PIERS BRENDON, BIOGRAPHER: He says to his father, King George, look, I've got to be doing my bit. And his father says, no, no, you can't risk being killed or captured.

POWELL: And that's an experience that he finds extremely humiliating.

UNIDENTIFIED FEMALE: His father insists that the Prince of Wales is protected at all times. But Edward defies his father's orders.

JULIAN LORD HARDINGE, GRANDSON OF KING GEORGE V'S ASSISTANT PRIVATE SECRETARY: But at one point, he escaped from his (INAUDIBLE) and stole a motorbike and headed off for the frontline.


WHITFIELD: The Windsors, Inside the Royal Dynasty, airs tonight 10:00 Eastern and Pacific right here on CNN.

So much more straight ahead in the Newsroom.

But, first, here is today's Wander Musts.



SAMANTHA NIEVES, BALL AND CHAIN: Miami is very unique. There is a little bit of everything to see in the city. You have your beach, it's always sunny, you have an art district, you have downtown and you also have Little Havana.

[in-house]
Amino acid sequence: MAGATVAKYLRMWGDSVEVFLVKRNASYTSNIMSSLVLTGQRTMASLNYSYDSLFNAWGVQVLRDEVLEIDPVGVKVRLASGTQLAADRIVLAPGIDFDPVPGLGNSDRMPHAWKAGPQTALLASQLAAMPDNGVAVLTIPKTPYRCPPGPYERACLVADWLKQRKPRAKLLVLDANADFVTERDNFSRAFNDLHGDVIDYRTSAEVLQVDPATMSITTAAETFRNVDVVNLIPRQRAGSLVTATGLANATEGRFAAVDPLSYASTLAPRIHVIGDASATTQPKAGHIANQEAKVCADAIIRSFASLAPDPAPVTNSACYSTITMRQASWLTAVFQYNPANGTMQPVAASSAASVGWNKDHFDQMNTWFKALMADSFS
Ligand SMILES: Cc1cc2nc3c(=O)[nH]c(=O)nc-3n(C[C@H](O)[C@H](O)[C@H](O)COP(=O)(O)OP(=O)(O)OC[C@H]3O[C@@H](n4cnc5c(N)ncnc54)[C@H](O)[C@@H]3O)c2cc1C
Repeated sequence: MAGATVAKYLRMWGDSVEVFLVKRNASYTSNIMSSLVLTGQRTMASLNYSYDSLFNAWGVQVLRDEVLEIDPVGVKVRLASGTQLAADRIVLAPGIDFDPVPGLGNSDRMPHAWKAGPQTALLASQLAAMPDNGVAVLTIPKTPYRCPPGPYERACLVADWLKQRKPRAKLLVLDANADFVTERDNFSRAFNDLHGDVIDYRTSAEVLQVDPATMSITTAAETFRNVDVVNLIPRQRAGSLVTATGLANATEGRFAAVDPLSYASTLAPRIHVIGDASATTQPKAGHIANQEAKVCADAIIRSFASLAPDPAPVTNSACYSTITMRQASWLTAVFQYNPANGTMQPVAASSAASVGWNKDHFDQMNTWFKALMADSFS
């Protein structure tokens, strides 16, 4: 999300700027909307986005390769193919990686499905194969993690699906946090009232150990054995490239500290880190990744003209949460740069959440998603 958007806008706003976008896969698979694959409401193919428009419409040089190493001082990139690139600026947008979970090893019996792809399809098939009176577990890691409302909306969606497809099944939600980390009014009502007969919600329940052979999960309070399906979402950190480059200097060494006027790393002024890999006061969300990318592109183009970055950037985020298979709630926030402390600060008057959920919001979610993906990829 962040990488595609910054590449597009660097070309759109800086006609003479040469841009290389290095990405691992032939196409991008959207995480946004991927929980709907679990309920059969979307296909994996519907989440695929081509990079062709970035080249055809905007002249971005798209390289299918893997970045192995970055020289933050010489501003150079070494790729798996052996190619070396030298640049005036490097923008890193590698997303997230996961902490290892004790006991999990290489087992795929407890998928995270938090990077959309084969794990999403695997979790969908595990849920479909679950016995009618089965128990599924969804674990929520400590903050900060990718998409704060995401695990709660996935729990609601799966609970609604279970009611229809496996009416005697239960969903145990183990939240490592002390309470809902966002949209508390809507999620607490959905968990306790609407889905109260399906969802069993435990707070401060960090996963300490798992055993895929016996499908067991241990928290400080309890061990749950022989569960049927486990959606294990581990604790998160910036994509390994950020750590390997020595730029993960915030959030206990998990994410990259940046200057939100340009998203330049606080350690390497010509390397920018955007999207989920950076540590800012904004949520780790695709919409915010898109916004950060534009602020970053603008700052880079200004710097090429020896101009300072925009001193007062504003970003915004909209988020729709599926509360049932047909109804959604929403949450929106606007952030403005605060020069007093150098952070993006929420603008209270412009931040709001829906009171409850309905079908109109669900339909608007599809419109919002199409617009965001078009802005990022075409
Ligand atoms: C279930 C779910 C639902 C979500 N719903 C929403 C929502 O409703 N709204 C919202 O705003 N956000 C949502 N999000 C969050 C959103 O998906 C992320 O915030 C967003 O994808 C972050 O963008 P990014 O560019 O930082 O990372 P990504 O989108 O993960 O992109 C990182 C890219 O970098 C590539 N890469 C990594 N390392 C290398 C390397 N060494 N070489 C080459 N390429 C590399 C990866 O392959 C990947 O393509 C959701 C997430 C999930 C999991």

The Ball and Chain is like the iconic spot for live music, food and beverage and Cuban culture here in the heart of Little Havana. Our food is authentic Cuban cuisine, one of our favorite entrees.


It's a Cuban sandwich inside a spring roll. So inside, you have a slice of ham, pork, Swiss cheese and mustard aioli with a small pickle inside. It's really good.

There is salsa dancing all the time. So even if people that don't know how to dance, they come in here and they come out knowing how to dance salsa, so there is never a dull moment here.

JESSE KENNON, COOPERTOWN AIRBOATS: Welcome to the Everglades. Miami is home to one of the most unique ecosystems in the world.

In Coopertown Airboats, we're in the middle of the heart of the Everglades. You're going to see what Miami used to look like before all the buildings were here. We're going to see some different birds, alligators, we have some endangered species. Most people are really surprised when they come out here and realize that it is so close to the sea. It's basically a stepping back in time.